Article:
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Last Updated: 03/25/13

Scientists Study Biomarkers of High-Fiber Diets to Lower Risk of Colorectal Cancer

NCI CAM Annual Report FY 10

Colorectal cancer (CRC) is the third leading cause of cancer death among both men and women in the United States. Screening for CRC can both reduce the death rate from this disease and prevent it by detecting and removing pre­cancerous growths known as adenomatous pol­yps. Yet despite its demonstrated effectiveness, most Americans over age 50 – the group most at risk for CRC – do not undergo screening.

NCI’s Polyp Prevention Trial (PPT) was a 4-year randomized trial designed to determine the effect of a low-fat, high-fiber diet high in fruit and vegetables on polyp recurrence. Study participants included more than 2,000 people at high risk for CRC because of a history of polyps. Participants were randomly assigned to follow either their usual diet or the diet high in fruits and vegetables. Although the trial results showed no overall difference in adenoma recurrence between the two groups, closer analysis found a substantial decrease in recur­rence among the 25% of participants who most consistently adhered to the diet high in fruits and vegetables*.

For example, the 25% of PPT participants who consumed the largest quantities of beans had a three-fold reduced risk of adenoma recur­rence compared with the 25% of participants who consumed the lowest quantities. Beans, or legumes, are rich in fiber and soluble substances with anti-inflammatory and anticancer ef­fects. And the 25% of PPT participants who consumed the most flavonols – substances abundant in foods such as beans, onions, apples, and tea – had a 76% decreased risk of adenoma recurrence.

Other studies have suggested that insulin resis­tance and low-level chronic inflammation may act together to promote CRC and that a high-fiber diet may influence blood levels of both C-peptide, an established biomarker for insulin resistance, and C-reactive protein (CRP), an established biomarker for inflammation.

Building on these findings, researchers from NCI’s Center for Cancer Research, Pennsylva­nia State University (PSU), and Texas A & M University designed a study to compare the effects of a high-bean diet or a healthy, low-fat control diet on these biomarkers in men at risk for CRC**. Half of the 64 men in the study – known as the Legume Inflammation Feeding Experiment (LIFE) – had a history of polyp removal and half did not***.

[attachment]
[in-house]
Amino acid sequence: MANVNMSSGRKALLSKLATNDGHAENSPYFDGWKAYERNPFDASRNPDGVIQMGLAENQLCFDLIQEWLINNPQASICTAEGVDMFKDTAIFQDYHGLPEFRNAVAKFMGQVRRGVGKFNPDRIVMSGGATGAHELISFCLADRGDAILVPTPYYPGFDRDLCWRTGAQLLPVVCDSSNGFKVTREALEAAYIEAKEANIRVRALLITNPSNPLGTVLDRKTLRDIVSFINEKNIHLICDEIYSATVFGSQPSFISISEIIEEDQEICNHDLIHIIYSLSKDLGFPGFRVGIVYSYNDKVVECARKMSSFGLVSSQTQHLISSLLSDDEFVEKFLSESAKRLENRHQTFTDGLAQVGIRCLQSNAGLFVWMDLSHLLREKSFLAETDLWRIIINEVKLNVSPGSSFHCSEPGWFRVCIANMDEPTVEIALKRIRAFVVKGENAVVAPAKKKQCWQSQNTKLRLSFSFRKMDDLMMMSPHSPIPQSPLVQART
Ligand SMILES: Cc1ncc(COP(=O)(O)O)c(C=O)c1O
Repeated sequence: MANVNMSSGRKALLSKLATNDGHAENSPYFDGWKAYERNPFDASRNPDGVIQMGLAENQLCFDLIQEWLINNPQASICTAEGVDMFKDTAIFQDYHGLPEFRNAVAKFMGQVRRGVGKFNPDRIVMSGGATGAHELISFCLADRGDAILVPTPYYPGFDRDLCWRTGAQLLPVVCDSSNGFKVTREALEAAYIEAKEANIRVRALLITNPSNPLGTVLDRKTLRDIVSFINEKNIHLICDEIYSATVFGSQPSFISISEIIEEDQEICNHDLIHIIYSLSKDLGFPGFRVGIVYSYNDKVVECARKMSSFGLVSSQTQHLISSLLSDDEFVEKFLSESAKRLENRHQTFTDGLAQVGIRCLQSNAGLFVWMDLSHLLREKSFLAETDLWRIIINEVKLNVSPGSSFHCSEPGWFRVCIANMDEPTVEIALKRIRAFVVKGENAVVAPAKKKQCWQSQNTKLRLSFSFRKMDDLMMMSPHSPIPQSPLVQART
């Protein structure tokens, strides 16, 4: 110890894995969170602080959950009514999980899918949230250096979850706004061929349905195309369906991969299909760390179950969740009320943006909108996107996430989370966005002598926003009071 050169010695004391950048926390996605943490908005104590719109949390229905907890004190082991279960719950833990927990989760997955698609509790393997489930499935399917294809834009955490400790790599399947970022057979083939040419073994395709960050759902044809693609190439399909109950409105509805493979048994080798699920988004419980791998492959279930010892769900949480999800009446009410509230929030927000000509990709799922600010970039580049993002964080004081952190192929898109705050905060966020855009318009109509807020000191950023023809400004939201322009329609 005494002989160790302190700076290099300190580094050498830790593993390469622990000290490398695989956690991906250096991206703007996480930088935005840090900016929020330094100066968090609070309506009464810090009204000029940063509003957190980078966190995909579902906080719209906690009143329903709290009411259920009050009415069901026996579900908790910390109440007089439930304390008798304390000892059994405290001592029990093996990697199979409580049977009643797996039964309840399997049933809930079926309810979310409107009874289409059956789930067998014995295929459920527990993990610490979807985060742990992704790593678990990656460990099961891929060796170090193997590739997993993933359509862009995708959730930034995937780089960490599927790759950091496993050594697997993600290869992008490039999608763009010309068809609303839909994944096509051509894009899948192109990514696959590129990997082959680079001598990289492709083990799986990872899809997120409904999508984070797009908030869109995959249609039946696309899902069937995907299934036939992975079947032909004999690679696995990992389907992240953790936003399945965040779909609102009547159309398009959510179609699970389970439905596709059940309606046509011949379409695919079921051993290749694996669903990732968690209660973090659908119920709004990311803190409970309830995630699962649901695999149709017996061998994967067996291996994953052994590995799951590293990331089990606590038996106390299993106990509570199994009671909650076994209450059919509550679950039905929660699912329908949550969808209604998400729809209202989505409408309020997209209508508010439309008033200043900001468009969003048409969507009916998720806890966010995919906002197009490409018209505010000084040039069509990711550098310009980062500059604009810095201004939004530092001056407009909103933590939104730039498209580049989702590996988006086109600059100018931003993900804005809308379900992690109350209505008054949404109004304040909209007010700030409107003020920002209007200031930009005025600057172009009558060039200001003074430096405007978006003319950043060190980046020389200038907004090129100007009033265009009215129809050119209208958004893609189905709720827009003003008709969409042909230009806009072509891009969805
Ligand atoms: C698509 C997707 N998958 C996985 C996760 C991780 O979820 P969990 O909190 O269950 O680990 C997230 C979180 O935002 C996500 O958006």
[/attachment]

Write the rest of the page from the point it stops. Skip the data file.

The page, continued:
“We have learned from the PPT and other stud­ies that not everybody is going to benefit from a particular dietary intervention,” said Nancy H. Colburn, Ph.D., chief of NCI’s Laboratory of Cancer Prevention, who has played a leadership role in both the PPT follow-up studies and the LIFE study, along with Elaine Lanza, Ph.D., who led the PPT while at NCI, and Terryl Hartman, Ph.D., of PSU. “But we have also learned that subgroups of people can benefit.”

The men in LIFE were randomly assigned to spend 4 weeks on one of the two study diets, followed by a 3-week break, followed by 4 weeks on the other study diet. The diets were designed to maintain the men’s existing weight. Blood concentrations of CRP declined by 20% while the men were on the high-bean diet and by about 18% while they were on the control diet. A trend was seen toward reduced blood concentrations of C-peptide on the high-bean diet. In preliminary results using a novel method that isolates RNA from patients’ fecal stools, researchers identified sets of gene expres­sion changes after 4 weeks on the high-bean diet that may predict a reduced risk for polyp recurrence.

Meanwhile, further analyses of the PPT have identified two potential biomarkers for adenoma recurrence. PPT participants with elevated blood levels of homocysteine – an amino acid that can promote inflammation, tissue damage, cardiovascular disease, and cancer – had a two-fold increased risk of adenoma recurrence. And the greatest reduction in risk for recurrence of high-risk and advanced adenomas (those most likely to become cancerous) was seen in participants who consumed the most flavonols and had decreased blood concentrations of IL-6, a substance that promotes inflammation and may promote growth of colorectal tumors.

Dr. Colburn noted that the goal of the post-PPT studies “is to personalize dietary interventions to prevent CRC by matching them with the groups of people most likely to benefit. To achieve that goal, we need biomarkers that accurately identify those most likely to benefit from an intervention and that can be measured noninvasively by means of a simple blood or stool test.”

* Lanza E, Hartman TJ, Albert PS, Shields R, Slattery M, Caan B, Paskett E, Iber F, Kikendall JW, Lance P, Daston C, Schatzkin A. High dry bean intake and reduced risk of advanced colorectal adenoma recurrence among participants in the polyp prevention trial. The Journal of Nutrition. 2006 Jul;136(7):1896-903.

**Project number: ZIA BC 011159

*** Hartman TJ, Albert PS, Zhang Z, Bagshaw D, Kris-Etherton PM, Ulbrecht J, Miller CK, Bobe G, Colburn NH, Lanza E. Consumption of a legume-enriched, low-glycemic index diet is associated with biomarkers of insulin resistance and inflammation among men at risk for colorectal cancer. The Journal of Nutrition, 2010 Jan;140(1):60-7.